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Abstract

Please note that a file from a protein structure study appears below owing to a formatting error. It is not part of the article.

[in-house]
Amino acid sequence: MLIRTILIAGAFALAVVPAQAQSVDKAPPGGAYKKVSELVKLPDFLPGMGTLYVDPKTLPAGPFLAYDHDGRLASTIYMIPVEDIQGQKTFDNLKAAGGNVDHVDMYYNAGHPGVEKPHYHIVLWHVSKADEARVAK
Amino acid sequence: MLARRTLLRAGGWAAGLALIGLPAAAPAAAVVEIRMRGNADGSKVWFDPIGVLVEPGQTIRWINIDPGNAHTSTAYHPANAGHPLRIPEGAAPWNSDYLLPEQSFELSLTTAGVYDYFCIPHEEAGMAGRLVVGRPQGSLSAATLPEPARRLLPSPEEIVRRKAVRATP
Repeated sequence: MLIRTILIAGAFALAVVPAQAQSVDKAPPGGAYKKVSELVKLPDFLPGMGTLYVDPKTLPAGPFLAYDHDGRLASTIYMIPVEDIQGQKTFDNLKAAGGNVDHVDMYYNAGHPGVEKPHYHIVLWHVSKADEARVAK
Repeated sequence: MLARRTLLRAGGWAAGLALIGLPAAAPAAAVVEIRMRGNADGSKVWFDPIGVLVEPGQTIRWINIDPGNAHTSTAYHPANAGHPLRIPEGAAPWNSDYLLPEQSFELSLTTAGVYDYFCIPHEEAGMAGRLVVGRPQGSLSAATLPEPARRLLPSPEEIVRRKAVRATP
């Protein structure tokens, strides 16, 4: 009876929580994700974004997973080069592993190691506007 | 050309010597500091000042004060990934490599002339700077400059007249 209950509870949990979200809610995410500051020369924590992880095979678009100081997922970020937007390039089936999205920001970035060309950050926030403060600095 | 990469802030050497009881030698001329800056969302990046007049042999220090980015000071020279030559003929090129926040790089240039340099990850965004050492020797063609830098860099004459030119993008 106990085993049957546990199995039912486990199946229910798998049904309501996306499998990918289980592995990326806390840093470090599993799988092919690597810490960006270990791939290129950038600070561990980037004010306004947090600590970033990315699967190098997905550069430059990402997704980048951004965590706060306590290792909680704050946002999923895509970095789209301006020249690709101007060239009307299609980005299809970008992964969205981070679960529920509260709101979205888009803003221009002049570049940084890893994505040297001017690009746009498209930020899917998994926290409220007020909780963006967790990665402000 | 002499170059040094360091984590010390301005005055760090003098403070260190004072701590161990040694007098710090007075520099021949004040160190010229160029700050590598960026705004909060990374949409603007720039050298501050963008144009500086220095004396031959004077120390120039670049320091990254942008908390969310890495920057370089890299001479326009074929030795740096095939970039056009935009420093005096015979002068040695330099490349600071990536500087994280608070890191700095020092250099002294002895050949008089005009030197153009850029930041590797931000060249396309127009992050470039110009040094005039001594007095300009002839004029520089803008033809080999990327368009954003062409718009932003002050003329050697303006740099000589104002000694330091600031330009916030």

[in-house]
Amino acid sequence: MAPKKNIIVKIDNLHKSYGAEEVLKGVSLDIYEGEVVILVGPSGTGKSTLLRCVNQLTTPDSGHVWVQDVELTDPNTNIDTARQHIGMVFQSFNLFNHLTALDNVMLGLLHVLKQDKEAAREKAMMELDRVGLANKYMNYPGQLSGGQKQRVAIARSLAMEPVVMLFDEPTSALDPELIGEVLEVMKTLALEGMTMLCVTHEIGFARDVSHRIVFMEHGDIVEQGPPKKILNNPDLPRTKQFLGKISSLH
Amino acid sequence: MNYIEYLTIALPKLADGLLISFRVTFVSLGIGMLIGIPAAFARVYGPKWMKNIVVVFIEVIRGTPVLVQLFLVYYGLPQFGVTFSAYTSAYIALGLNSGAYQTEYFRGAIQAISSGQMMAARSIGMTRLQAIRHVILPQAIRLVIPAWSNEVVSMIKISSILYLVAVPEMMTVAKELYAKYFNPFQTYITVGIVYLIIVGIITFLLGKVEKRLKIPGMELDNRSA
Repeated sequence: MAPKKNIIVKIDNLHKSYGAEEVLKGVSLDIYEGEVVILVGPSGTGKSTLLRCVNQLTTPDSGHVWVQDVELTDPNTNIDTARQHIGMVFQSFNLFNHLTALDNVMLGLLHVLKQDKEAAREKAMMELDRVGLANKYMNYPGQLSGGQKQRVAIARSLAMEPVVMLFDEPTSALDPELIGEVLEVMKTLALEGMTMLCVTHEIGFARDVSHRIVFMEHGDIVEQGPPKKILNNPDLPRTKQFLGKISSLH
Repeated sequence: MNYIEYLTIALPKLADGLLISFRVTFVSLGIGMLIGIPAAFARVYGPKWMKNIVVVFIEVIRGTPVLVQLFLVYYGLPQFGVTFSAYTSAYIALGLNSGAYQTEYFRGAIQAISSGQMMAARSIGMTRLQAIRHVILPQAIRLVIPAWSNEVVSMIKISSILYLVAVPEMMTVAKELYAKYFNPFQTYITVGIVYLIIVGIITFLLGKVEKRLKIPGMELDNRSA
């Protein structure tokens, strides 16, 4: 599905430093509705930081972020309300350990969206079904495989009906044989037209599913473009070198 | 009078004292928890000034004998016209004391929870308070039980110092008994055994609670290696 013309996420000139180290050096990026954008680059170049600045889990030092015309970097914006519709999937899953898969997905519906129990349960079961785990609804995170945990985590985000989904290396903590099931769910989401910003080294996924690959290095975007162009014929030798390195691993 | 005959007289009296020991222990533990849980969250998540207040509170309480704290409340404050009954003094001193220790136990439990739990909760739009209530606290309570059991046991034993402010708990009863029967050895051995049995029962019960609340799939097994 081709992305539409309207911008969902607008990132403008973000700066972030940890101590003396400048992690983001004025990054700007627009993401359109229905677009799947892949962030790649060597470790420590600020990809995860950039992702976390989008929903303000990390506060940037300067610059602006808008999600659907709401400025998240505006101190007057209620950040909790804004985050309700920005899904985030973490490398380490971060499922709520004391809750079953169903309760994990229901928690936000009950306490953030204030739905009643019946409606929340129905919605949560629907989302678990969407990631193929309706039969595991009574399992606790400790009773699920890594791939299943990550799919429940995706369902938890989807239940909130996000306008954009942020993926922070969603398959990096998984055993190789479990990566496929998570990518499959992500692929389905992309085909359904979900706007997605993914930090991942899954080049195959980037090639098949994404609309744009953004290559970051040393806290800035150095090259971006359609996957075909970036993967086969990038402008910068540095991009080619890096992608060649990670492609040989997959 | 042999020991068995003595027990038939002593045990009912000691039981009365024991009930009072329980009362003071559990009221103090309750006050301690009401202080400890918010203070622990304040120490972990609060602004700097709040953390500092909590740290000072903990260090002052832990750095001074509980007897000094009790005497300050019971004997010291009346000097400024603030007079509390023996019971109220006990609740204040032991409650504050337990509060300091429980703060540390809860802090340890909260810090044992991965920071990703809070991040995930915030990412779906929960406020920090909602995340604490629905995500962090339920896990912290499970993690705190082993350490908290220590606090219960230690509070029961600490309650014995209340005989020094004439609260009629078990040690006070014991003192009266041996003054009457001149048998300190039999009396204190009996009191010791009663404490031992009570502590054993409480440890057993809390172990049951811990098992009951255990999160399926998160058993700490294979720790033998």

Although cancer management is becoming more structured with disease- specific guidelines and clinical pathways, many decisions remain complex. Contributing to this complexity is the need to make value tradeoffs between benefits and harms across cancer treatment and/or screening options. Since there is no “best” option for everyone, decisions are defined as being of higher quality when informed with the latest scientific evidence and based on patients' informed values associated with outcomes of options. However, clinicians are not good judges of patients' values, and patients often have inadequate knowledge, unrealistic expectations, and decisional conflict that interfere with their involvement in decision making. Effective approaches to support patient involvement into clinical decisions include clinicians trained in shared decision making, question prompt sheets, patient decision aids, and decision coaching by nurses and other allied health professionals. Based on systematic review of 23 randomized trials of cancer patient decision aids, patients exposed to decision aids are more likely to participate in decision making and achieve higher-quality decisions. This review highlights key historical changes leading to patient involvement in decision making, summarizes evidence on effective interventions to support shared decision making, explores strategies to implement these interventions in oncology practices, and identifies future directions.12